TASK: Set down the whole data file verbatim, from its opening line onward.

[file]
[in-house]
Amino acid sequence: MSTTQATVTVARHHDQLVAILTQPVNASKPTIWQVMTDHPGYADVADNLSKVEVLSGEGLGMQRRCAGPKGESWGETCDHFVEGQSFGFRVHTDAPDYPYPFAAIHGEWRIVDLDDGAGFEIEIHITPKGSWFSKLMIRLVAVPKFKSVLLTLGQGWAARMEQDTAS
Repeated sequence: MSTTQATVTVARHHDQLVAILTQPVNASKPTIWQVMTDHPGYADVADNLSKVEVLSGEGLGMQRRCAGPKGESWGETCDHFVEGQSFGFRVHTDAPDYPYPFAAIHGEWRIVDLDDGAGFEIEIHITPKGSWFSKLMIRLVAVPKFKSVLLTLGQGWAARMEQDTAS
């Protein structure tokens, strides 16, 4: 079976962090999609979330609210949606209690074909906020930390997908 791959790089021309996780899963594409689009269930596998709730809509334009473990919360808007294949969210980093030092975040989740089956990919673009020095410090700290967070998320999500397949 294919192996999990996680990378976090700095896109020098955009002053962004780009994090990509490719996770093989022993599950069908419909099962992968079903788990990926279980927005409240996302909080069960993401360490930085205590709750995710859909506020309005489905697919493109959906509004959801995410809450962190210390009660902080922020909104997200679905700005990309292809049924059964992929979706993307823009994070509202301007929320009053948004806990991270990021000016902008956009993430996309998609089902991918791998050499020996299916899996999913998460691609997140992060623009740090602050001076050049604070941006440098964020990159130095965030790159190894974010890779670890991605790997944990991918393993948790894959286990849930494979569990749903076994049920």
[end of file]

[in-house]
Amino acid sequence: MSTTQATVTVARHHDQLVAILTQPVNASKPTIWQVMTDHPGYADVADNLSKVEVLSGEGLGMQRRCAGPKGESWGETCDHFVEGQSFGFRVHTDAPDYPYPFAAIHGEWRIVDLDDGAGFEIEIHITPKGSWFSKLMIRLVAVPKFKSVLLTLGQGWAARMEQDTAS
Repeated sequence: MSTTQATVTVARHHDQLVAILTQPVNASKPTIWQVMTDHPGYADVADNLSKVEVLSGEGLGMQRRCAGPKGESWGETCDHFVEGQSFGFRVHTDAPDYPYPFAAIHGEWRIVDLDDGAGFEIEIHITPKGSWFSKLMIRLVAVPKFKSVLLTLGQGWAARMEQDTAS
């Protein structure tokens, strides 16, 4: 079976962090999609979330609210949606209690074909906020930390997908 791959790089021309996780899963594409689009269930596998709730809509334009473990919360808007294949969210980093030092975040989740089956990919673009020095410090700290967070998320999500397949 294919192996999990996680990378976090700095896109020098955009002053962004780009994090990509490719996770093989022993599950069908419909099962992968079903788990990926279980927005409240996302909080069960993401360490930085205590709750995710859909506020309005489905697919493109959906509004959801995410809450962190210390009660902080922020909104997200679905700005990309292809049924059964992929979706993307823009994070509202301007929320009053948004806990991270990021000016902008956009993430996309998609089902991918791998050499020996299916899996999913998460691609997140992060623009740090602050001076050049604070941006440098964020990159130095965030790159190894974010890779670890991605790997944990991918393993948790894959286990849930494979569990749903076994049920």